CSN $\setminus\gamma$ $R$ $R_l$ $p_c^r$ $p_c^t$ $a(G)$ $\bar\lambda$
CSN-EG 0.31 0.28 -0.11 0.34 0.049 0.24
CSN-GO 0.18 0.17 -0.56 0.36 0.21 -0.60
CSN $\setminus\gamma$ $R$ $R_l$ $p_c^r$ $p_c^t$ $a(G)$ $\bar\lambda$
CSN-EG 0.31 0.28 -0.11 0.34 0.049 0.24
CSN-GO 0.18 0.17 -0.56 0.36 0.21 -0.60
Table 3.  Pearsons correlation coefficient between the network parameters of CSN-GO and 5-year survival rate is showed
Network parameters H Q λ
γ -0.62 -0.21 -0.60
Network parameters H Q λ
γ -0.62 -0.21 -0.60
Table 4.  Degree, closeness centrality and betweenness centrality of important nodes measured by natural connectivity for each cancer site part 1
Cancer site Degree Closeness Betweenness
Acute myeloid leukemia Top 1 6.00 14.92 545.00
Top 2 7.00 12.55 269.83
Top 3 5.00 14.45 500.17
Average 2.43 10.17 98.00
Basal cell carcinoma Top 1 5.00 6.45 60.00
Top 2 2.00 5.28 50.00
Top 3 2.00 4.92 48.00
Average 1.82 4.46 22.73
Bladder cancer Top 1 3.00 5.17 38.00
Top 2 3.00 4.83 26.00
Top 3 3.00 4.67 26.00
Average 1.78 3.99 13.33
Chronic myeloid leukemia Top 1 7.00 12.38 217.00
Top 2 5.00 12.09 303.00
Top 3 5.00 11.67 318.00
Average 2.15 8.44 78.85
Colorectal cancer Top 1 5.00 8.59 188.00
Top 2 4.00 7.71 147.00
Top 3 4.00 8.74 274.00
Average 2.09 6.73 91.39
Endometrial cancer Top 1 5.00 7.30 85.00
Top 2 3.00 6.88 121.00
Top 3 3.00 6.88 142.00
Average 2.00 5.62 57.65
Glioma Top 1 5.00 9.70 78.00
Top 2 4.00 10.25 141.17
Top 3 4.00 9.15 36.17
Average 2.42 7.61 36.74
Cancer site Degree Closeness Betweenness
Acute myeloid leukemia Top 1 6.00 14.92 545.00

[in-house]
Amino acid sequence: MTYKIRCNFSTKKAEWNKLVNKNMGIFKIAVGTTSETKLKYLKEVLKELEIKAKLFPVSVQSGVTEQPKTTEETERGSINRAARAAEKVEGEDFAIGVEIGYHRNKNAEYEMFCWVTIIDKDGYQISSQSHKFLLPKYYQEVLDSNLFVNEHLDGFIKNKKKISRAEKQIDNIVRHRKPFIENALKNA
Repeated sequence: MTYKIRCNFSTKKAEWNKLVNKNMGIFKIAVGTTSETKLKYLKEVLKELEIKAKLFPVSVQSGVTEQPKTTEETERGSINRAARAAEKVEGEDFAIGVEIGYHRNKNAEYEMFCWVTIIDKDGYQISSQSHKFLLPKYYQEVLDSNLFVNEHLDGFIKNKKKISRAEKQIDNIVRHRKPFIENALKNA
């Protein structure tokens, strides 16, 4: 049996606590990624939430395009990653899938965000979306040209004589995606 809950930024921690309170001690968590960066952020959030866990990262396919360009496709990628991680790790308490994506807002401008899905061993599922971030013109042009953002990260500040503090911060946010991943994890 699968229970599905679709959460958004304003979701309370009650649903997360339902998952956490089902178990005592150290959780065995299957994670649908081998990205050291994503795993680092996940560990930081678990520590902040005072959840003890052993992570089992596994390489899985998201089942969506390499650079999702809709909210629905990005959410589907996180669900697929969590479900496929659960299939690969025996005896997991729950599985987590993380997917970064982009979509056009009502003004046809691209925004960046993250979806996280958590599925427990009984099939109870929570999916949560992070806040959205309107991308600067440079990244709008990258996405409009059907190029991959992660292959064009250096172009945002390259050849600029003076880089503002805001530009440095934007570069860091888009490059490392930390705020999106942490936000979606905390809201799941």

Top 2 7.00 12.55 269.83
Top 3 5.00 14.45 500.17
Average 2.43 10.17 98.00
Basal cell carcinoma Top 1 5.00 6.45 60.00
Top 2 2.00 5.28 50.00
Top 3 2.00 4.92 48.00
Average 1.82 4.46 22.73
Bladder cancer Top 1 3.00 5.17 38.00
Top 2 3.00 4.83 26.00
Top 3 3.00 4.67 26.00
Average 1.78 3.99 13.33
Chronic myeloid leukemia Top 1 7.00 12.38 217.00
Top 2 5.00 12.09 303.00
Top 3 5.00 11.67 318.00
Average 2.15 8.44 78.85
Colorectal cancer Top 1 5.00 8.59 188.00
Top 2 4.00 7.71 147.00
Top 3 4.00 8.74 274.00
Average 2.09 6.73 91.39
Endometrial cancer Top 1 5.00 7.30 85.00
Top 2 3.00 6.88 121.00
Top 3 3.00 6.88 142.00
Average 2.00 5.62 57.65
Glioma Top 1 5.00 9.70 78.00
Top 2 4.00 10.25 141.17
Top 3 4.00 9.15 36.17
Average 2.42 7.61 36.74
Table 5.  Degree, closeness centrality and betweenness centrality of important nodes measured by natural connectivity for each cancer site part 2
Cancer site Degree Closeness Betweenness
Melanoma Top 1 3.00 6.58 73.00
Top 2 3.00 6.50 58.00
Top 3 3.00 6.06 43.00
Average 2.00 5.15 26.77
Nonsmall-cell lung cancer Top 1 5.00 12.45 346.73
Top 2 5.00 11.42 91.67
Top 3 5.00 11.42 91.67
Average 2.45 9.25 110.19
Pancreatic cancer Top 1 5.00 6.95 45.00
Top 2 4.00 6.78 61.00
Top 2 3.00 5.95 7.00
Average 2.33 5.24 22.17
Prostate cancer Top 1 12.00 18.07 850.67
Top 2 3.00 13.16 546.00
Top 3 4.00 8.33 93.00
Average 2.29 9.92 156.29
Renal cell carcinoma Top 1 5.00 9.08 160.00
Top 2 3.00 7.20 28.00
Top 3 3.00 7.20 28.00
Average 2.00 6.06 34.38
Small cell lung cancer Top 1 7.00 8.75 126.00
Top 2 3.00 5.78 67.00
Top 3 2.00 6.65 98.00
Average 2.00 5.65 38.80
Thyroid cancer Top 1 3.00 4.17 18.00
Top 2 3.00 4.17 18.00
Top 3 2.00 4.00 18.00
Average 1.71 3.38 7.71
Cancer site Degree Closeness Betweenness
Melanoma Top 1 3.00 6.58 73.00
Top 2 3.00 6.50 58.00
Top 3 3.00 6.06 43.00
Average 2.00 5.15 26.77
Nonsmall-cell lung cancer Top 1 5.00 12.45 346.73
Top 2 5.00 11.42 91.67
Top 3 5.00 11.42 91.67
Average 2.45 9.25 110.19
Pancreatic cancer Top 1 5.00 6.95 45.00
Top 2 4.00 6.78 61.00
Top 2 3.00 5.95 7.00
Average 2.33 5.24 22.17
Prostate cancer Top 1 12.00 18.07 850.67
Top 2 3.00 13.16 546.00
Top 3 4.00 8.33 93.00
Average 2.29 9.92 156.29
Renal cell carcinoma Top 1 5.00 9.08 160.00
Top 2 3.00 7.20 28.00
Top 3 3.00 7.20 28.00
Average 2.00 6.06 34.38
Small cell lung cancer Top 1 7.00 8.75 126.00
Top 2 3.00 5.78 67.00
Top 3 2.00 6.65 98.00
Average 2.00 5.65 38.80
Thyroid cancer Top 1 3.00 4.17 18.00
Top 2 3.00 4.17 18.00
Top 3 2.00 4.00 18.00
Average 1.71 3.38 7.71